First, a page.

House prices have risen in every region but four over the last month and annual price growth is unchanged at 1.9%, our exclusive analysis shows.
Feeling a bit lost with so many house price indices out there? The HomeOwners Alliance House Price Watch looks at all the information from the many indices out there to give you one easy to digest round-up of everything you need to know.
The House Price Watch looks at how prices have changed in different regions over the past month and year.
House prices across the UK
Over the last year, house price growth was steady at 1.9% and the average UK home is now worth £229,431.
“With the ongoing lack of clarity around Brexit, people will be looking for more certainty in the coming months, both to encourage them to list their property and to create the confidence needed to encourage buyers,” says Halifax.
Looking at the regional breakdown over the last 12 months, the North West showed the strongest growth at 3.4%.
Wales and the West Midlands also enjoyed strong house price growth over the same period at 3% and 2.7%, respectively.
The North East and London were the only regions to record a fall in prices over the last year.
London suffered the biggest decline at -4.4%, which was significantly worse than a 1.2% fall in April/May.
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How did prices in your area perform?
When we look at price moves over the last month, the picture is mixed.
London, Wales, the East Midlands and North East experienced a decline in house price growth in May/June.
In London, house price growth was -2.5%, which was considerably worse than a 2.4% rise in April/May.
What the indices say
HomeOwners Alliance: “At a national level, annual house price growth remains unchanged for the third month running. Transactions have been sluggish but reports from surveyors indicate that buyer interest is picking up. Regionally, there is a varied picture with annual house prices continuing to fall in London and the biggest house price growth evident in the North West and Wales.”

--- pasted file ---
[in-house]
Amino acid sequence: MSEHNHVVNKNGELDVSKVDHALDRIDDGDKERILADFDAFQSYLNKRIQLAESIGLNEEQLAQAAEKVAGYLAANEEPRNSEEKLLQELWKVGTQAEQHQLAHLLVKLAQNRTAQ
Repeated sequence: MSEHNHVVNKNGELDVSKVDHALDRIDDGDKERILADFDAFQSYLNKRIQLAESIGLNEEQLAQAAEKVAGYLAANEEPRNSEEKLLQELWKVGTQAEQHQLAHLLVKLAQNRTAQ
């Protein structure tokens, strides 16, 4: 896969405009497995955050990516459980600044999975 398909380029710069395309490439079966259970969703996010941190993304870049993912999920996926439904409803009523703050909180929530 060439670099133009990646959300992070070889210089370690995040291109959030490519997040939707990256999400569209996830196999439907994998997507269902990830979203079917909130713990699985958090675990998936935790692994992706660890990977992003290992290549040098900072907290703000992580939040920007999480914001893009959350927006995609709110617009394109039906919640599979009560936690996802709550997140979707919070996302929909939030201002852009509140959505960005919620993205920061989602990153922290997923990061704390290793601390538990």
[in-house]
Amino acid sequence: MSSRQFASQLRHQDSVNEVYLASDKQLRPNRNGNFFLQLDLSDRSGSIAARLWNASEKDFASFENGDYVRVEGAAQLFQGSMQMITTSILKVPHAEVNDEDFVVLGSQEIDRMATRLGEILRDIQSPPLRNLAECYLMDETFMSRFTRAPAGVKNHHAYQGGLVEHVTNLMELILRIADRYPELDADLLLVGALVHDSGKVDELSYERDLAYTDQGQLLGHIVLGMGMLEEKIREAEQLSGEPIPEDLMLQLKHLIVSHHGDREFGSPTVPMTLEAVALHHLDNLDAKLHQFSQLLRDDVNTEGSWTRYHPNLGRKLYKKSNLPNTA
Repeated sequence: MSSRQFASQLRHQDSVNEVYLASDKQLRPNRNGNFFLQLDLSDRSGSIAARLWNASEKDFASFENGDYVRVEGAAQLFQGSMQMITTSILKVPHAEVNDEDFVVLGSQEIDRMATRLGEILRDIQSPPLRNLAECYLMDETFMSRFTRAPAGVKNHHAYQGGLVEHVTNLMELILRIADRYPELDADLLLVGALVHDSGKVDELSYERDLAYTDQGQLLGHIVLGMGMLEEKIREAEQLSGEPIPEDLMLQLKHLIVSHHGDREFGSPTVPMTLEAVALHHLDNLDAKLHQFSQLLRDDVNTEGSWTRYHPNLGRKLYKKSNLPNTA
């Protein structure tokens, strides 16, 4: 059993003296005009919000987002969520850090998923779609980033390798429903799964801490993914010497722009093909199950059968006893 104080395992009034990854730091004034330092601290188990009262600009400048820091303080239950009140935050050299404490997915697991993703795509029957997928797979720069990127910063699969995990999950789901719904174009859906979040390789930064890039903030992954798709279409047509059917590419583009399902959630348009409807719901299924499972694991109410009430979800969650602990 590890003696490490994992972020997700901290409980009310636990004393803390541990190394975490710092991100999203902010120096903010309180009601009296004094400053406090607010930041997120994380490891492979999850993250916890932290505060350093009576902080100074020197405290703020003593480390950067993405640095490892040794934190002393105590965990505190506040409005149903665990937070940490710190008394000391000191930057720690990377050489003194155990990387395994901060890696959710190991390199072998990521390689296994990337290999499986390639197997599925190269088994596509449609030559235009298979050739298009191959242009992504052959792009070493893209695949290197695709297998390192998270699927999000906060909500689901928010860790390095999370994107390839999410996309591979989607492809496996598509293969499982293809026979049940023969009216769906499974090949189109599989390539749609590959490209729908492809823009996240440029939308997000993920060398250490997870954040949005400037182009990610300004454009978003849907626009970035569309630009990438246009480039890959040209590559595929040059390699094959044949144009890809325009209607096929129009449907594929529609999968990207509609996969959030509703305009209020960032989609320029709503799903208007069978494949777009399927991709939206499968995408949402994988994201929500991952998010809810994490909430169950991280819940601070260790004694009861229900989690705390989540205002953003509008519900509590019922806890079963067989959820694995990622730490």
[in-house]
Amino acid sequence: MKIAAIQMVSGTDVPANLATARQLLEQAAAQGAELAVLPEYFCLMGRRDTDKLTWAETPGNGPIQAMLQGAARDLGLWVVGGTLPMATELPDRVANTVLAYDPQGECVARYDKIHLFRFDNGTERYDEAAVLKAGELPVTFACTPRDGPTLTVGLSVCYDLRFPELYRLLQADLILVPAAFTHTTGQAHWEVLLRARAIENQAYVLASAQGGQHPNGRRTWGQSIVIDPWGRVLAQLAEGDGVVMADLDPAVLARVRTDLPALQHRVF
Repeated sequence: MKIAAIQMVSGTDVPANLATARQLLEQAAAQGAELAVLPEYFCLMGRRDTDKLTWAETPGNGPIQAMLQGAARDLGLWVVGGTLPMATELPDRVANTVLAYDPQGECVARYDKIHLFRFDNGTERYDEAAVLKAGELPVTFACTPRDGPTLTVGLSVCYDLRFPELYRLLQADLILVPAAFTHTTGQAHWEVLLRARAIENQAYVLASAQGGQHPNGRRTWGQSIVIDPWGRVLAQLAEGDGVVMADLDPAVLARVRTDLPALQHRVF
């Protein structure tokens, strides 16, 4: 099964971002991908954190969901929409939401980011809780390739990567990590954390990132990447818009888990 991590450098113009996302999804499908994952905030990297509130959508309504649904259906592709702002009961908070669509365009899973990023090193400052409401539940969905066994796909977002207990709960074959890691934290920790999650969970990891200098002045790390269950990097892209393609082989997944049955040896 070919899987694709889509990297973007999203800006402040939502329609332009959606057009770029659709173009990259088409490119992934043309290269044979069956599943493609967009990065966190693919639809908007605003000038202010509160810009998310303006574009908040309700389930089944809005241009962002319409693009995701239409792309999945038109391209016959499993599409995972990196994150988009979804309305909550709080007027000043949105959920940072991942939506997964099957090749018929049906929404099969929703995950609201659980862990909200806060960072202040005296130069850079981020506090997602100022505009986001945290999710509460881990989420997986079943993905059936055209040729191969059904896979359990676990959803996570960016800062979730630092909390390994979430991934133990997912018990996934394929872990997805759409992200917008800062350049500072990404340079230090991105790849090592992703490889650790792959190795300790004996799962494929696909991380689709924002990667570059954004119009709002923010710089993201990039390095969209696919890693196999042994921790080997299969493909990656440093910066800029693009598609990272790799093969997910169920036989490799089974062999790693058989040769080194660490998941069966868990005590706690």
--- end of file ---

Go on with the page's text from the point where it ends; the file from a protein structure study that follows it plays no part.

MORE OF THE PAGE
Rightmove: “The national market faces a range of challenges, with average asking prices barely changed from last year, and activity levels slightly lower. Some buyers are hesitant due to the long-drawn-out uncertainty of Brexit, and there is also a slight tightening of mortgage availability and stretched buyer affordability, especially when it comes to raising a deposit. There is, however, a marked north/south divide. On average, the number of sales agreed for the year to date in the northern regions is down by 1.7% compared to the same period last year, while success at selling is more elusive in the southern regions, down by an average of 7.1%.”
Nationwide: “Housing market trends are likely to continue to mirror developments in the broader economy. While healthy labour market conditions and low borrowing costs will provide underlying support, uncertainty is likely to continue to act as a drag on sentiment and activity, with price growth and transaction levels remaining close to current levels over the coming months.”
Halifax: “The housing market is displaying a reasonable degree of resilience in the face of political and economic uncertainty. Recent industry figures show demand looking slightly more stable, with mortgage approvals ticking along just above the long-term average. One of the major restraining factors on the volume of transactions in the market continues to be the very low level of stock for sale. With the ongoing lack of clarity around Brexit, people will be looking for more certainty in the coming months, both to encourage them to list their property and to create the confidence needed to encourage buyers.”
RICS: "Latest results [from the residential market survey] are consistent with a somewhat stable trend. Although much of the anecdotal commentary remains a little downbeat, contributors reported (in net balance terms) a very modest rise in buyer demand whilst new instructions to sell have also held steady over the month. In line with this, the newly agreed sales measure edged into positive territory for the first time this year. Although forward looking metrics suggest the picture is unlikely to change materially over the coming three months, momentum is a little more upbeat at the twelve-month time horizon.”
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